Sensory landscapes: interview with Simone BossiProjects
Light, shadow, the unconscious, freedom. We immerse ourselves in the sensory landscapes of Simone Bossi, architect and architectural photographer, where the photographic image acquires a changing and ephemeral depth, capable of exploring the layers of space with intensity, measure and emotional involvement. A magnetic relationship links photography and spaces, vibrations in tension between man and architecture.
Your journey starts at the faculty of architecture, then moves on to photography. How did this passion start?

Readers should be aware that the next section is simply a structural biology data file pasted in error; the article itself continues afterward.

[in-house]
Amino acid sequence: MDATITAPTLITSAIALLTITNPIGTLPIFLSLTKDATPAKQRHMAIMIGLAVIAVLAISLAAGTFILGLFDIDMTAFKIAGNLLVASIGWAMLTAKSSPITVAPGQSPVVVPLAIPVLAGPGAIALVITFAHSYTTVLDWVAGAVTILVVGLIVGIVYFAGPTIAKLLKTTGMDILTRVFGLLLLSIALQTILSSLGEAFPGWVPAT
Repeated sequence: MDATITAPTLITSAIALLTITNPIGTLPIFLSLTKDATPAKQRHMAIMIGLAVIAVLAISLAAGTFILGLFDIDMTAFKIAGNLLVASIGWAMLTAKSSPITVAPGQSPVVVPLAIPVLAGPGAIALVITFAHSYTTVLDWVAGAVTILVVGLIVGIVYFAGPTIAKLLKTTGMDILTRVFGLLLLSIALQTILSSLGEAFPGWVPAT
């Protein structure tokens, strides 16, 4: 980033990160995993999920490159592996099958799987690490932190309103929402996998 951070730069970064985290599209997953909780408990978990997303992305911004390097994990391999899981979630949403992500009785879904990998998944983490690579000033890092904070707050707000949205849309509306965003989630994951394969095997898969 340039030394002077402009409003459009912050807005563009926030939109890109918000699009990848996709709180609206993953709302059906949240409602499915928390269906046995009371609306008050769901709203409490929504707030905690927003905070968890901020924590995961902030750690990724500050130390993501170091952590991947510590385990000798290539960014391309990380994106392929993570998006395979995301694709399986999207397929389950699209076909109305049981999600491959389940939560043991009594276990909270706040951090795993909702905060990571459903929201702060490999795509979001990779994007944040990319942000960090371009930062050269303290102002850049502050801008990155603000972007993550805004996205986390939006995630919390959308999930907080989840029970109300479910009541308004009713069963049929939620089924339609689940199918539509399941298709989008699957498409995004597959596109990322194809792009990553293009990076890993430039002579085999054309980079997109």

For many people the faculty of architecture represents an idea of rigidity, I actually believe it’s a vast world where different and collateral roads of equal level and interest merge. I studied in Italy, Spain, lived and worked in some firms in the Netherlands and Switzerland, an aspect that has certainly extended my basic geography from the very beginning. I never considered not being an architect, almost with a form of extreme "rigidity". A quote from Tarkovsky's film Stalker comes to mind: “When a tree is growing, it's tender and pliant. But when it's dry and hard, it dies.” During my final year at university I worked for a photographer in Milan, Paolo Rosselli. We spent entire days on one image, it was really intense. That is where that I felt "the transition" between architecture and photography. And it wasn't collateral or light. My luck was that he was extremely thoughtful and silent, a feature that is actually fantastic, because there were traces in the air, but since there was no real explanation, all the work was carried out internally. This led me to modulate it on my person, with great respect for "subjectivity". Like a walk in a new city, you don't know what attracts you, but you start to “breathe it” in. It was my first real breath of photography.